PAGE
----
Strikingly different from my memories of club sailing in the 70s and 80s is how rare it is to see significant numbers of any one class competing together at club level these days. Social and economic reasons have been cited, along with proliferation of MODs and the expectations of our young sailors. Certainly many have migrated to single handed options because of the difficulty of finding crews. I did not want to join a class in decline.

The 12 Assoc. web-pages were all the convincing I needed and having bought the 12 the experience of ownership has supported those first positive impressions; that the class is healthy and supported by many enthusiastic and passionate people.
What strikes me most about the 'twelve' is its' heritage, pride and inclusivity. Moreover, I'm fully equipped with a beautiful boat, three suits and a combi without having to spend deeper than would be prudent and certainly at a small fraction of the asking price of a Laser 2000 or RS200. You may have already guessed that I would not want to get involved in the expense of an arms race, but that would not mean I would be resistant to the adoption of new ideas; if rule changes are deemed appropriate then I would expect to see owners of newer boats experimenting first and to me it would be an equally important debate as to whether say Rig rule changes should be permitted to percolate to AC and older boats.

It is no wonder MODs have been attractive to people. They have exploited mass production using methods and materials that have superceded the technology of the Jack Holt hard chine and GRP eras. People have clearly been attracted to the low maintenance aspect and while the outlay has been fairly high, credit has been readily available and residuals have been good. The trend has been towards high spec boats (asymmetric, wire(s), wings, (or both), self draining, fast planing hulls on open water and arguably at the expense of close tactical racing on restricted water. Feeling wealthy, people could choose to travel some distance to suitable water.

We have yet to see the full implications of recent world events but surely if people are forced to be more prudent with their money then the sale of new boats, and especially those Manufacturers-One-Design classes, will decline in a recession. For as little of one fifth of the price a used N12 looks exceedingly good value against a 2000 or 200 if your budget is tight.

There are remarks that 2000s sit in parks and and are rarely seen with the covers off. Actually it is true of many classes and it exemplifies my point that people have felt wealthy enough to buy a boat then not use it, hold on to a boat they no longer have the time to sail regularly, or perhaps own more than one boat, maybe one being a L$$$r and, given the difficulty of finding a crew they elect to race that instead.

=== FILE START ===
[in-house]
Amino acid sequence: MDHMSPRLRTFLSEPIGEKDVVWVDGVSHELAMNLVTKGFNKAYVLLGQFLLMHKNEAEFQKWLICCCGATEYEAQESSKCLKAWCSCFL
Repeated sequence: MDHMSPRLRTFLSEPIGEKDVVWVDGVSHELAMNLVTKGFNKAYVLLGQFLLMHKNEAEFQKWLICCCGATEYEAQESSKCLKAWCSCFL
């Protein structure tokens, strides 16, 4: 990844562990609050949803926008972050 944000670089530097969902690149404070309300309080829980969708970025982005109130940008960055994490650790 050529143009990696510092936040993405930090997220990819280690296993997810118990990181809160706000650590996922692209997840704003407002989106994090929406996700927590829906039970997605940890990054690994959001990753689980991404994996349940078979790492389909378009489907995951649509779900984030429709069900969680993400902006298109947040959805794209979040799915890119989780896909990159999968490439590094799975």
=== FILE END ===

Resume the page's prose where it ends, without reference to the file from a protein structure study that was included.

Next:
The N12 should not resist development, for that is one thing that may stimulate new builds, but what really matters is attracting enthusiastic new converts to the class and they will most likely come to the association via an older boat. I could not agree more with Roly Mo that the 12 already does many things very well. For me and from the perspective of a newcomer to the class that means close tactical racing on restricted water, close proximity of suitable water and Sailing Club, small capital outlay, responsive to being sailed well (so I'm led to believe!) active and affordable entry to a regional circuit, social scene, camaraderie between owners, and not least the pride in the heritage with inclusivity for all, be they DB, AC, 4-plank or Vintage.
Sure, wanting to encourage new builds is desirable and would be one pointer to success but unless the rate of new builds outstrips the rate at which older boats fall into  disuse and decay then the net result is still decline. Just as important is that older boats should be in the hands of people who will keep them serviceable and participate regularly.
The fact that we are invited to participate in the Endeavour Trophy, and have a crew place third, is one excellent indicator of success. Interestingly the notable current revival in interest at Olton Mere involves both younger crews, older boats and (OMSC forgive me, please) a restricted water.
Two of my most enjoyable races this season were pursuit races at my home club, Redesmere. Amongst the mixed fleet were our three active 12s, a Mark 4a from 1959, my 1985 Crusader, and a 1993 Baggy. Just a few seconds between our separate starts and we had a real race on between us, right to the line. ..."Close racing on a restricted shifty water."
Raising the profile 12s at club level is what would really attract new interest. For that there is nothing better than enthusiastic 12 owners getting the covers off, being seen to be having a fun time, and infecting others with their enthusiasm.

What's great about the Twelve is that it offers a low cost entry to some great club and circuit racing with the opportunity for future investment and progression. Just possibly we are entering a period where considerations of cost may sway potential new owners our way.
Chris, 3244

still hurting (Guest)

Bit of an aside, but who sailing on Saturday at Pitsford ever thought ‘wish I had that fat head fully battened main up today’?
Rig for diving.
Note to race officer, ‘please leave plenty of room between the gybe mark and the shore to allow us to tack round’.


Excellent message Crusader 3244, couldnt agree more

Cookie (Guest)

I wasnt at Pitsford, but sailed in 5-25 knots on Sunday and having moved from an old school soft sail rig to a modern, responsive, fully battened one I think I would choose the latter in pretty much any condition.

Quote from: still hurting (Guest)Bit of an aside, but who sailing on Saturday at Pitsford ever thought ‘wish I had that fat head fully battened main up today’?
Rig for diving.